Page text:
What the Critics Are Saying

  • 11/16/2005 "Treasure Trove" (The Anachronist blog)

    "The UCSB site is astonishing: an expertly designed, easily searchable trove of beautiful, weird, wonderful records, many of them extremely rare...I can't help but suspect that we're watching a turning of the scholarly tide; I think we'll see a lot more work on The Other Roots Music in the coming years."

  • 11/16/2005 "Old cylinder recordings (1890-1920) archive now online..." (Discussion on I Love Music)
  • Jan/Feb 2006 "Family Historians are accustomed to silent searching through history, but wouldn't it be nice if history actually said something to us?" (Ancestry Magazine)
  • 2/13/2006 "Changing History" (Wall Street Journal)

    Historical material heading onto the Web isn't all documents and images, either. Last November, 5,000 digitized wax-cylinder recordings dating back to 1895 were posted online by the Cylinder Preservation and Digitization Project at the University of California at Santa Barbara. Among the recordings: Tin Pan Alley music, vaudeville performances and advertisements from that time.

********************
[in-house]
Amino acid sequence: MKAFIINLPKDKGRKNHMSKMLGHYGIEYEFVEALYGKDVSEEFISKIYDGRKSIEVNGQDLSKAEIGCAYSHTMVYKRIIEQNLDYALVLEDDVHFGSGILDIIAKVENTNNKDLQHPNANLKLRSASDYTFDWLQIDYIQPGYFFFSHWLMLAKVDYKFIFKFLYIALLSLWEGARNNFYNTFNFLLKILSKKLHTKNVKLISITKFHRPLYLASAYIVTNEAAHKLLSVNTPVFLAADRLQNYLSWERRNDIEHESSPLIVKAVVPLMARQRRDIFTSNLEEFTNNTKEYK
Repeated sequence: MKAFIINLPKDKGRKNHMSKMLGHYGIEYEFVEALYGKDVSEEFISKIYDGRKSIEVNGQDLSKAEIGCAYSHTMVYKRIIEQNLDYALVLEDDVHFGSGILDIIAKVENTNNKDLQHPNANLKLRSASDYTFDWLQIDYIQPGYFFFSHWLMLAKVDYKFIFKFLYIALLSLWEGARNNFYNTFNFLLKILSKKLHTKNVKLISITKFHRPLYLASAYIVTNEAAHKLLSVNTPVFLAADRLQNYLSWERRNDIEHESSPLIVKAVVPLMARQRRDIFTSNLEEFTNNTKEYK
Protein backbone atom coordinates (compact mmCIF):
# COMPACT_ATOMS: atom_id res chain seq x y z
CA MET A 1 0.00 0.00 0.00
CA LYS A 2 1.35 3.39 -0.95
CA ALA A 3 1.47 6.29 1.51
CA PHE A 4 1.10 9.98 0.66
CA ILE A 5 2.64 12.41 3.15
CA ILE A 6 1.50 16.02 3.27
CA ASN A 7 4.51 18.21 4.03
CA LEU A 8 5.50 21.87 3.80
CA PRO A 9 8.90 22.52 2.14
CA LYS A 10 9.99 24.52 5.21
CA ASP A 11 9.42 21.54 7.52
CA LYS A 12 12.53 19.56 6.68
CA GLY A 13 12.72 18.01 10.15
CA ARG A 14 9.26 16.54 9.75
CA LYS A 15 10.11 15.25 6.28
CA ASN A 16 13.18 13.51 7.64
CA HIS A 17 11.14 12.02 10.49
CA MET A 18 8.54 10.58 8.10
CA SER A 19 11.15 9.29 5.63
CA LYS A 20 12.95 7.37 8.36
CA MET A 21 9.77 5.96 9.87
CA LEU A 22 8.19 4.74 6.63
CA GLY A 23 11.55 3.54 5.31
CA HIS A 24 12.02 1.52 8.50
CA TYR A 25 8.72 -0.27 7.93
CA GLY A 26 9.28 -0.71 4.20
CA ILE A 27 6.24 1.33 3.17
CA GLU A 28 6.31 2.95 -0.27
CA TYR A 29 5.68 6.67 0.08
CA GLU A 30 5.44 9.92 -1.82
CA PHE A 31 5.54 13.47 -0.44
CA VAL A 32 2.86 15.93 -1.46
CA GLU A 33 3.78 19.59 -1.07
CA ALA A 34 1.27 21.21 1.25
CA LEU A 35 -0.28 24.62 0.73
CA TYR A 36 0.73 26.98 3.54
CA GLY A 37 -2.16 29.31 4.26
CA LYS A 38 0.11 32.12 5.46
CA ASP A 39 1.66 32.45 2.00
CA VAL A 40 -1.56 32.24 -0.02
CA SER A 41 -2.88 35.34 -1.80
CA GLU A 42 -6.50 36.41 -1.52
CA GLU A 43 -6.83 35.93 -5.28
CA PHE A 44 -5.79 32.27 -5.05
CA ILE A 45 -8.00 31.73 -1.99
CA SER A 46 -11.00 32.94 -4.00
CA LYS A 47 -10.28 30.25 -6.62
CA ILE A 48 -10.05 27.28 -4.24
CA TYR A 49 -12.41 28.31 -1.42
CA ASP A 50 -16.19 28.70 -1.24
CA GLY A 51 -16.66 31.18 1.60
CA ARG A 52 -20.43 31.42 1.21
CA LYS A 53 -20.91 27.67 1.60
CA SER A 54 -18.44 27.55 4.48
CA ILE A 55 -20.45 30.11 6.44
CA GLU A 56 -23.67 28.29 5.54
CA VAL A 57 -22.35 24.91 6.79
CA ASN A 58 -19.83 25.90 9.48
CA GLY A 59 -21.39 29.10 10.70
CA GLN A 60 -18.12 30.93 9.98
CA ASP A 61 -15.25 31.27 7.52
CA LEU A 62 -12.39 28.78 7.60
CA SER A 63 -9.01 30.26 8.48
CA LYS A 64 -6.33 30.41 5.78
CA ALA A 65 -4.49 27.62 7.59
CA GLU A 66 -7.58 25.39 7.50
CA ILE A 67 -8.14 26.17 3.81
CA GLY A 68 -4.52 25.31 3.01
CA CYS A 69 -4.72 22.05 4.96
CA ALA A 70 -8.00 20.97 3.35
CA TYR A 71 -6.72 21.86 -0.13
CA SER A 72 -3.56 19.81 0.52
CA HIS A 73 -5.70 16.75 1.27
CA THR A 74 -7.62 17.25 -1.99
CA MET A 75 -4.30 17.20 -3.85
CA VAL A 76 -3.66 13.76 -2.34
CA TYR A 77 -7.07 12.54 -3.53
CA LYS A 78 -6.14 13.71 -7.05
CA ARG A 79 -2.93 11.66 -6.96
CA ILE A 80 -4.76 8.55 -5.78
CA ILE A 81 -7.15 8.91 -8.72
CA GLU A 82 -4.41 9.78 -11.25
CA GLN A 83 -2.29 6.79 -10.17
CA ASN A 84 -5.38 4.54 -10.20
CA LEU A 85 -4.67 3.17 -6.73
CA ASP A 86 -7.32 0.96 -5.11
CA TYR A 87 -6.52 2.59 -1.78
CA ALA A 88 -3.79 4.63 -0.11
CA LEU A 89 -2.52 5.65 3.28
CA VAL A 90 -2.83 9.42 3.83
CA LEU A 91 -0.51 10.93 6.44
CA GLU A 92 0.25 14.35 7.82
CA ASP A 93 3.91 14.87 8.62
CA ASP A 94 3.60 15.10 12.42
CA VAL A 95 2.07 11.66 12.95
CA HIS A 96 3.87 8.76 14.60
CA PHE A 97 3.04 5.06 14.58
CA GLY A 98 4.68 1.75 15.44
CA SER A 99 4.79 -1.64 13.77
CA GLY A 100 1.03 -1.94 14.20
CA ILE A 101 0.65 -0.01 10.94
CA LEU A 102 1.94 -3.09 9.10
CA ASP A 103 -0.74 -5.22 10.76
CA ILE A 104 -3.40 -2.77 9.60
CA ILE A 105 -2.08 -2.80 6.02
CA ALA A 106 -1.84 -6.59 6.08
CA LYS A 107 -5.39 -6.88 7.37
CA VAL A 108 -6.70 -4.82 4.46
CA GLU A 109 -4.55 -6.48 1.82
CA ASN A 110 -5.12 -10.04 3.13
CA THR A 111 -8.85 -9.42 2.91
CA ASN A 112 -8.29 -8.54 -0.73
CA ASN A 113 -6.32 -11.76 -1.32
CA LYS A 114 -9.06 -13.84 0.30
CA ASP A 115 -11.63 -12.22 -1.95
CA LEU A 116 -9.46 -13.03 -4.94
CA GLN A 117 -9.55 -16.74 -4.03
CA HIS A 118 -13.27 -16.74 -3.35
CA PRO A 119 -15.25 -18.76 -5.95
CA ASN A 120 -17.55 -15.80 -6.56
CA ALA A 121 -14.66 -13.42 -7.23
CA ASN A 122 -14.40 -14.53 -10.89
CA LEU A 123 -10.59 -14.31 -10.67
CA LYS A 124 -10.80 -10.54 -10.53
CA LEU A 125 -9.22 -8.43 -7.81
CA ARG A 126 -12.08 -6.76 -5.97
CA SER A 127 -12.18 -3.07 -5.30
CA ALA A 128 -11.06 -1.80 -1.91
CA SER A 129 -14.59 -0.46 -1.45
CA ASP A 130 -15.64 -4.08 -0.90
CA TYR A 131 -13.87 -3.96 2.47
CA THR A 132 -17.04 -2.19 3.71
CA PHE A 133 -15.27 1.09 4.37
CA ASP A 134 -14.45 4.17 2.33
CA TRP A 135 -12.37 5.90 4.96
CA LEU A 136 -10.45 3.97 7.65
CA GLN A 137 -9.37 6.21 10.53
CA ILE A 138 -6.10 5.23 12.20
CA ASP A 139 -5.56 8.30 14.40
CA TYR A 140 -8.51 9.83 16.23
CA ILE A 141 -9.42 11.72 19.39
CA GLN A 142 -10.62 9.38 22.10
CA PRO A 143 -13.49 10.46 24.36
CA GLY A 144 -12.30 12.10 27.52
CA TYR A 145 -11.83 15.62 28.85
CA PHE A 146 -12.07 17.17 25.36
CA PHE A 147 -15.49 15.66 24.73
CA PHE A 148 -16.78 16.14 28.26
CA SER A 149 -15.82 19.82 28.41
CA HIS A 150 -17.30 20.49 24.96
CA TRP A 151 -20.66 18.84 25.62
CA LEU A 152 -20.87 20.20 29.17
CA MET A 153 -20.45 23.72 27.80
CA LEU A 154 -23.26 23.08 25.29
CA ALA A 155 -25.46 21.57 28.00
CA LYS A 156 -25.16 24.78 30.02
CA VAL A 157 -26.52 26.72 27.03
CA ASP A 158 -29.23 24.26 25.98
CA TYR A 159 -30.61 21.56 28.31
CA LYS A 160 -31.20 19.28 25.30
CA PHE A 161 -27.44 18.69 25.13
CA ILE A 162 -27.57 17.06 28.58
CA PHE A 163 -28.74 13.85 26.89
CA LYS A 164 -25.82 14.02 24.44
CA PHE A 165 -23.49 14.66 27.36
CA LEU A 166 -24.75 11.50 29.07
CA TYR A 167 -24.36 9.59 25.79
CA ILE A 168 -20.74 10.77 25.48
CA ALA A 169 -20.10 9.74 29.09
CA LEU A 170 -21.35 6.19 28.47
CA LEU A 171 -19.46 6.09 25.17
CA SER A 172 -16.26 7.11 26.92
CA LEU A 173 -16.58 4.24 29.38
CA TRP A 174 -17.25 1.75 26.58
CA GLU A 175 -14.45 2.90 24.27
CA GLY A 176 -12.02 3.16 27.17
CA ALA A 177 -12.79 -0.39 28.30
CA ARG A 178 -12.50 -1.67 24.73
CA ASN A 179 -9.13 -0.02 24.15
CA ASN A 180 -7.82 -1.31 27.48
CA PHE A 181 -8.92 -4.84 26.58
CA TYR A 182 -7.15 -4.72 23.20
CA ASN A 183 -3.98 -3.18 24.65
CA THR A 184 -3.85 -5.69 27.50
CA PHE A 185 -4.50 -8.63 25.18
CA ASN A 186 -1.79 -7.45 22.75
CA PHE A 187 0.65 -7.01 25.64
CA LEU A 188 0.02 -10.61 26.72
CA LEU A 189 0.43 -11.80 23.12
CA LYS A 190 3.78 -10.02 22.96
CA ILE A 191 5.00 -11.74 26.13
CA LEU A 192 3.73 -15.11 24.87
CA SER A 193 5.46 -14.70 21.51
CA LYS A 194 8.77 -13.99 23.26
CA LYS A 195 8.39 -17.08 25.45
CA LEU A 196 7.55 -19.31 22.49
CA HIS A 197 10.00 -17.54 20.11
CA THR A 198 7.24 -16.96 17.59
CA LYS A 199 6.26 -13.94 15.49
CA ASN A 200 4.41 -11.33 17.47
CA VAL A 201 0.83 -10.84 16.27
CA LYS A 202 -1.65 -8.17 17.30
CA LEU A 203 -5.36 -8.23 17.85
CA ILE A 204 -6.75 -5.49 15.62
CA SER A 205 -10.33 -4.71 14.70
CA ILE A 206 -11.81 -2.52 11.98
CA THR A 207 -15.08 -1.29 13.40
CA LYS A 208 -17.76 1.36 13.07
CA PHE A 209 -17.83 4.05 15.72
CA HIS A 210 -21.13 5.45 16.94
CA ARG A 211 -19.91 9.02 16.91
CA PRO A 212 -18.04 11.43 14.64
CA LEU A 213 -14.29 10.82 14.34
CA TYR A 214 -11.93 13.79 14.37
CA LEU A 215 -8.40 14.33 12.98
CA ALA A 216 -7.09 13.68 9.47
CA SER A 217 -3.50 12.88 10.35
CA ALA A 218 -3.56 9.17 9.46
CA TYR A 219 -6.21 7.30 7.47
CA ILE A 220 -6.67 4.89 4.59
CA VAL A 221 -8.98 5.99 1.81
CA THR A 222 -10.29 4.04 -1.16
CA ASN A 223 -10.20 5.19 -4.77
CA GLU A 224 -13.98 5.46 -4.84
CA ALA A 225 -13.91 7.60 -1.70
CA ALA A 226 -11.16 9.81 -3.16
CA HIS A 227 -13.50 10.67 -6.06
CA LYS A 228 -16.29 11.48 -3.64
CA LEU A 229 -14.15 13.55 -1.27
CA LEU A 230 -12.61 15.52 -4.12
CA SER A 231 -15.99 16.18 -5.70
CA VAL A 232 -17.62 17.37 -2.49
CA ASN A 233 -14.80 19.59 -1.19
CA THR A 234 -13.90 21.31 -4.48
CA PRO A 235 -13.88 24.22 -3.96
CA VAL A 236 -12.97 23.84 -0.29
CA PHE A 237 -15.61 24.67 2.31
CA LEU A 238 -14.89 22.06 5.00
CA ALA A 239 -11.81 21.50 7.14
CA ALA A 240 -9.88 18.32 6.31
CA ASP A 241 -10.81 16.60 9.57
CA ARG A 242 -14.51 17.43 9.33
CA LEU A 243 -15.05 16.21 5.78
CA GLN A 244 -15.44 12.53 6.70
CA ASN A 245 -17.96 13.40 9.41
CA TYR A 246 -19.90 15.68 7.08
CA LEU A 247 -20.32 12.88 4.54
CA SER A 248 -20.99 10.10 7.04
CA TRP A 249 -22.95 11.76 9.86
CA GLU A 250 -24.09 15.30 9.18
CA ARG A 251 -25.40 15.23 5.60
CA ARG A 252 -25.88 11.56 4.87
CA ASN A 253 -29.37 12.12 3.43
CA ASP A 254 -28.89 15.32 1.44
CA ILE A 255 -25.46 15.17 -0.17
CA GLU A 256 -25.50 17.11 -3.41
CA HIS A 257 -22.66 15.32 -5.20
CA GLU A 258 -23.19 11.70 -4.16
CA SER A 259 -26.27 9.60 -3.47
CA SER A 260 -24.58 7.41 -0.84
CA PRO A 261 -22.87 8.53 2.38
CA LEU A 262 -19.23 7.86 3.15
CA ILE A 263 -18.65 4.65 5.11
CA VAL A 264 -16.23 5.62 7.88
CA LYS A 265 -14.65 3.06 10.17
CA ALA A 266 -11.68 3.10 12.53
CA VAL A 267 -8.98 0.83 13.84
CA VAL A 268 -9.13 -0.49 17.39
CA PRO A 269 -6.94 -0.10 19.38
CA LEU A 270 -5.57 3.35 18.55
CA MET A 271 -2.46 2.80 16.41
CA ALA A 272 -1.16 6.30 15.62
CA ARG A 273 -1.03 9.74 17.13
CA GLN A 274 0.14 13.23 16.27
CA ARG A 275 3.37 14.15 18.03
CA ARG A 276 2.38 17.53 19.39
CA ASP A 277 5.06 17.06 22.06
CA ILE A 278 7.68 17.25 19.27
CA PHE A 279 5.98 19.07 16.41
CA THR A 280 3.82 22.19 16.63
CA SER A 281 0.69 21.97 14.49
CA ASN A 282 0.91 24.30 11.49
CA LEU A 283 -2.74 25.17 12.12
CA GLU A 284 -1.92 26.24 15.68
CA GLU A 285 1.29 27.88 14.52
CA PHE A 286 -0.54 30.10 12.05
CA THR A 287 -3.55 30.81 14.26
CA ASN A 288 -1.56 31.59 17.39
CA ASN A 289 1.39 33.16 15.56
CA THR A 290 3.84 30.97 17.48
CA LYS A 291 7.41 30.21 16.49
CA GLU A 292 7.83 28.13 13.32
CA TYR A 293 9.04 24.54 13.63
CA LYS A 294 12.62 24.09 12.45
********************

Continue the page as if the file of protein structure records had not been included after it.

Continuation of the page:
Seldom Heard

    Rick Altman, a professor of cinema and comparative literature at the University of Iowa, says that the digitized cylinders have been a blessing for his research work. He recently downloaded routines by Russell Hunting, a comedian around the turn of the 20th century whose recordings, until now, were nearly inaccessible. Mr. Altman has written extensively about silent-movie-era performers who specialized in making sounds to match the action on the screen -- from chirping birds to foreign accents -- and says that many of these performers modeled their styles after Mr. Hunting's.

    "I had to write about this without ever having heard him," Mr. Altman says. "Now I'll have a better sense of what people were looking for."

  • 2/13/2006 "Rare recordings available online" (Contra Costa Times)
  • 2/21/2006 Morning News program (KCLU, Thousand Oaks, CA):
  • June 2006 "Party Like It's 1899!" (The Word)
  • April 13, 2007. "Unlocking Nation's Musical Memories: Pre-1972 Copyright Confusion Keeps Archives Out of Reach." (Los Angeles Daily Journal)

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